Your E-mail:
Will your bird get a holiday gift this year?

Printer Friendly

Anna’s Hummingbird

Commonly seen in open woodlands, shrubby areas, back yards and parks, Anna’s Hummingbird is the most widespread hummingbird on North America’s Pacific slope.

Stephen Kress & Elissa Wolfson
Posted: April 25, 2013, 4:00 p.m. PDT

Anna's Hummingbird
Anna's Hummingbird.

Excerpted from "Meet the Hummers” in "Popular Birding Series: Hummingbirds,” published by publisher, I-5 Publishing.

Anna’s Hummingbird is the most widespread hummingbird on North America’s Pacific slope. This adaptable bird species often lives in human habitats. During courtship, a male Anna’s Hummingbird stakes out territory over a flower patch with a rich nectar supply. A female Anna’s Hummingbird enters the male’s territory, mates and then leaves to build a nest. Unlike similar hummingbirds, Anna’s Hummingbird is not migratory.

Anna’s Hummingbird Quick Fact
Genus and species: Calypte anna
Habitat: Anna’s Hummingbird is common in open woodlands, shrubby areas, back yards and parks.
Flight field marks: This hummingbird’s tail is held stationary and aligned with the body and has gray-edged tail feathers.
Sitting field marks: short, straight bill; long, sloping forehead; dark head with pale eye-ring. Male Anna’s Hummingbirds have iridescent, rose-red crowns and throats; the females have gray breasts and a red patch in the center of their throats.
Voice: The call sounds squeaking and grating, and the feeding call is "chick.”
Nesting: The female Anna’s Hummingbird builds a nest using plant down and spider webs, camouflaged by lichens. She lays one to three pure-white eggs, then incubates and feeds the chicks.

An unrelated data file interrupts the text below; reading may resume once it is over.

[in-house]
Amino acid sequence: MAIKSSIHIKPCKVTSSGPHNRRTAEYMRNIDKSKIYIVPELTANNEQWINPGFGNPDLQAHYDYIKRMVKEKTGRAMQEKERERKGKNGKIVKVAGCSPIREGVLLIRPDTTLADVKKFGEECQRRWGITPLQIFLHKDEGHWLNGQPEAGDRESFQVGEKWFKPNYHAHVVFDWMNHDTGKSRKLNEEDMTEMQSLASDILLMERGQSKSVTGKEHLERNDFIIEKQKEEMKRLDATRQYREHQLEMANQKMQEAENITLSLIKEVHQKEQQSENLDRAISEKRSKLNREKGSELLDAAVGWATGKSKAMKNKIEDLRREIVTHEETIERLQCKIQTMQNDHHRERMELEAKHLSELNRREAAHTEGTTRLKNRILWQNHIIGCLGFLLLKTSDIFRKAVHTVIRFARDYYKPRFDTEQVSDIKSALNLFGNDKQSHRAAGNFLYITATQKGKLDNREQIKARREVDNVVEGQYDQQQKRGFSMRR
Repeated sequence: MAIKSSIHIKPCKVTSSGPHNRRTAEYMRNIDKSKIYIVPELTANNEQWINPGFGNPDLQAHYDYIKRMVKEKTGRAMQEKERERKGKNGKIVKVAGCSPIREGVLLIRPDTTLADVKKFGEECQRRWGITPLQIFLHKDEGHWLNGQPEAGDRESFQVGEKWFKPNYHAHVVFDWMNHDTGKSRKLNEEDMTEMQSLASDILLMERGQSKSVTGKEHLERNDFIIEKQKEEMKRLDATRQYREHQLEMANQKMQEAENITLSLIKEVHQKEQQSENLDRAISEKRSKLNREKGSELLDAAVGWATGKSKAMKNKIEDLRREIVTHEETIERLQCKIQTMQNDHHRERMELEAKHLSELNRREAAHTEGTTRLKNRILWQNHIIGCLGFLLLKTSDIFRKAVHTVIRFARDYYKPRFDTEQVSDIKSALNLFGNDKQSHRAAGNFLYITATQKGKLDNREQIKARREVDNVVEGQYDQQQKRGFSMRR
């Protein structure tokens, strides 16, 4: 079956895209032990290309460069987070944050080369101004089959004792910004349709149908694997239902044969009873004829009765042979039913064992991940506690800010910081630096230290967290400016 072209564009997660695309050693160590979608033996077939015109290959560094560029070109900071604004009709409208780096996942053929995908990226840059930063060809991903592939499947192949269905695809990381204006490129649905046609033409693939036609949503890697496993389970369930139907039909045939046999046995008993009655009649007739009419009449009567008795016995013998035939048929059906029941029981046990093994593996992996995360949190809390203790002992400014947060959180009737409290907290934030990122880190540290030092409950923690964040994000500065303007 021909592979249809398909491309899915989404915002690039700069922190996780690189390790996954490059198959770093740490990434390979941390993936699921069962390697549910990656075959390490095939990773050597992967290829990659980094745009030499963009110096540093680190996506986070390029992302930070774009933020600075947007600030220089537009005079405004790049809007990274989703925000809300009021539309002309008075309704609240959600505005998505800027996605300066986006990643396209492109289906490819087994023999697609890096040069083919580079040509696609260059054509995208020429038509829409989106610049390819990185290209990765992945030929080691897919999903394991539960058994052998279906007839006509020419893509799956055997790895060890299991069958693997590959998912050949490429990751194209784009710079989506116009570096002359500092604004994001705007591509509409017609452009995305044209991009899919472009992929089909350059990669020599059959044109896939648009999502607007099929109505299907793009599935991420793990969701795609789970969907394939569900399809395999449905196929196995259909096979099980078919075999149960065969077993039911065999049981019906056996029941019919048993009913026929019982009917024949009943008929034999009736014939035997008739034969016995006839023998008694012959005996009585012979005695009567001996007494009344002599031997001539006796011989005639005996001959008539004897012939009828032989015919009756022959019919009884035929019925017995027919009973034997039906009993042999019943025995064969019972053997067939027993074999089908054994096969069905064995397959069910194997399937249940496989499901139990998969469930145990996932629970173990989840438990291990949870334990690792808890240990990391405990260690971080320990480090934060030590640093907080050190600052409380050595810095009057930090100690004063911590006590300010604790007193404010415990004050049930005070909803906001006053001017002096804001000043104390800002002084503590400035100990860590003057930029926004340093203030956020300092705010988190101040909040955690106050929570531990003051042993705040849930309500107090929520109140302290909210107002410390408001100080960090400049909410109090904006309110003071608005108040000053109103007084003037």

Feeding: tiny insects, spiders and flower nectar from red-flowering currant and fuchsia.

 Give us your opinion on
Anna’s Hummingbird

Submit a Comment or
Join Club
Earn 1,000 points! What's this?
Top Products
BirdChannel Home | Bird Breeders | Bird Species | Related Links | BirdChannel Editors and Contributors
                       | Birds USA |  
Disclaimer: The posts and threads recorded in our message boards do not reflect the opinions of nor are endorsed by I-5 Publishing, LLC nor any of its employees. We are not responsible for the content of these posts and threads.
Copyright ©  I-5 Publishing, LLC. All rights reserved.
Our Privacy Policy has changed. Your California Privacy Right/Privacy Policy
Advertise With Us  |  SiteMap  |  Contact Us  |  Terms of Use  |  Community Guidelines | Bird eClub Terms
BirdChannel Newsletter Signup | Link to Us | About Us | More Great I-5 Sites
Gold Standard

*Content generated by our loyal visitors, which includes comments and club postings, is free of constraints from our editors’ red pens, and therefore not governed by I-5 Publishing, LLC’s Gold Standard Quality Content, but instead allowed to follow the free form expression necessary for quick, inspired and spontaneous communication.

Become a fan of BirdChannel on Facebook Follow BirdChannel on Twitter
Get social and connect with BirdChannel.

Hi my name's TORNADO

Visit the Photo Gallery to
cast your vote!
Information on over 200 critter species